Raindance Film Festival 2020
UK Premiere
Alex Ko
The Yellow Dress
Narrative Short
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Raphael, an eccentric 10 year-old, enjoys wearing and designing dresses in rural France. Against the backdrop of the lush lavender fields of Provence, Raphael steals yellow fabrics in the hope of creating a dress for his mother; a gesture he believes will bring about the healing his family so desperately needs.

Hi Alex thank you for talking to TNC, how are you held up during these very strange times? Has this time offered you any creative inspiration?

It’s been difficult, but as a writer it’s been beneficial. Forced to lock myself away in my house for days, even months, has been somewhat of a driving force to write, write, and write even more than I thought was possible.

Congratulations on having The Yellow Dress selected for this year's Raindance Film Festival, what does it mean to you to be part of such an amazing lineup of short films?

I’m incredibly honoured to be apart of Raindance 2020. Having followed the festival for many years, being an official selection is a privilege. 

This will be your UK Premiere, does that add any additional pressure on you?

No. If anything, it’s that much more exciting! 

Can you tell me a little bit about The Yellow Dress, how did this film come about?

I started writing The Yellow Dress the summer after I graduated from uni in Paris. And going into this process, I knew I wanted to create a young protagonist who explored his right of expression and the world of women’s clothing. As I kept developing this character, I knew I wanted him to be in control of his own narrative. I didn’t want him reacting to conflicts that were imposed on his freedom of wearing dresses. 

Regarding the inspiration for my story, I find that after forming a deeper connection with my characters, that they are the ones in charge of the narrative and end up writing the story. All I have to do is listen, respond, and write. 

As a filmmaker do you ever draw from you over experiences or become inspired by people you meet?

All the time. I think anyone must always draw on experience when applying themselves to any story they’re trying to tell.

"I was able to me the entire film and edit it together before any of the camera equipment was even rented."

What would you say has been the most valuable lessons you have ten from ming this film?

That ming films is hard. It was my first shoot in the midst of a crew that grew above 30 individuals. Running a set with that amount of bodies is a skill within itself. Feeling like you have full control of an entire film set is one of the greatest feelings in the world as a filmmakers.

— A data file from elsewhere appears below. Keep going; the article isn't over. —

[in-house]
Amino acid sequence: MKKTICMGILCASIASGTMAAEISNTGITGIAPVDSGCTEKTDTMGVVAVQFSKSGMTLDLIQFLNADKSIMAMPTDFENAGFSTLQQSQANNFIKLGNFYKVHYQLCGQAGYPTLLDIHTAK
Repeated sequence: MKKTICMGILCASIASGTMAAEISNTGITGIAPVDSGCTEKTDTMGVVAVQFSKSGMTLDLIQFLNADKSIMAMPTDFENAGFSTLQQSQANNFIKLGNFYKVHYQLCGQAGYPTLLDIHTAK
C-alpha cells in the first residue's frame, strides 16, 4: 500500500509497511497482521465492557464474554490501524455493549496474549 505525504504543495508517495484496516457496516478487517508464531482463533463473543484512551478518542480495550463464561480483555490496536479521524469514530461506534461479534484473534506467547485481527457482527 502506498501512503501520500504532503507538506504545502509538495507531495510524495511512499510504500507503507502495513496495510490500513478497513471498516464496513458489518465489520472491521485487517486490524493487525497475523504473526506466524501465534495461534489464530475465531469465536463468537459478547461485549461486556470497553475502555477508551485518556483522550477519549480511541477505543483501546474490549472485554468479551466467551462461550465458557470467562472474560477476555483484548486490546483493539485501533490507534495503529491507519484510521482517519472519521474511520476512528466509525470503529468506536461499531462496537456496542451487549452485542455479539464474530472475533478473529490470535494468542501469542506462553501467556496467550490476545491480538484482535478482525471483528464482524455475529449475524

How important is the collaborative process in filmmaking to you?

I find the collaboration process with my actors the most vital. At the end of the day, the audience forms a relationship with the characters they follow on screen. If they don’t feel real, the audience will tend to lose faith in the storytelling. I believe the more I listen to my actors, the more nuanced my work becomes. 

Do you like to be flexible once a film is shooting or do you prefer to stick to your script as it is?

I tend to stick to my shooting script almost word for word. However, I prioritise pre-production just as much as the shoot. In fact, I shot the entire film on my phone with my DOP on location and rehearsed each individual scene extensively before we began production. In other words, I was able to me the entire film and edit it together before any of the camera equipment was even rented. 

Where did your passion for filmmaking come from?

When I moved to Paris! I enrolled in the film studies program at The American University of Paris, picked up a camera, and just began shooting everything. I made a lot of minute films about “n’importe qoui”. Films that mean nothing to anyone else but me. The more I shot, the more I found my passion for the craft of cinema. 

Has your style/approach to your films changed much since your debut short?

I think I’ve grown a lot over the years as a filmmaking and will continue to do so. I like to think of my process as evolving opposed to changing.

"It’s very rock n’ roll— which is great."

Do you think filmmakers should push the boundaries of the films and stories they want to tell?


Are there any tips or pieces of wisdom you would offer a fellow filmmaker? 

You need to work hard. You need to hustle. It’s not as glamorous as you think. It’s very rock n’ roll— which is great. 

And finally, what do you hope people will te away from The Yellow Dress?

How powerful the act of persevering can be.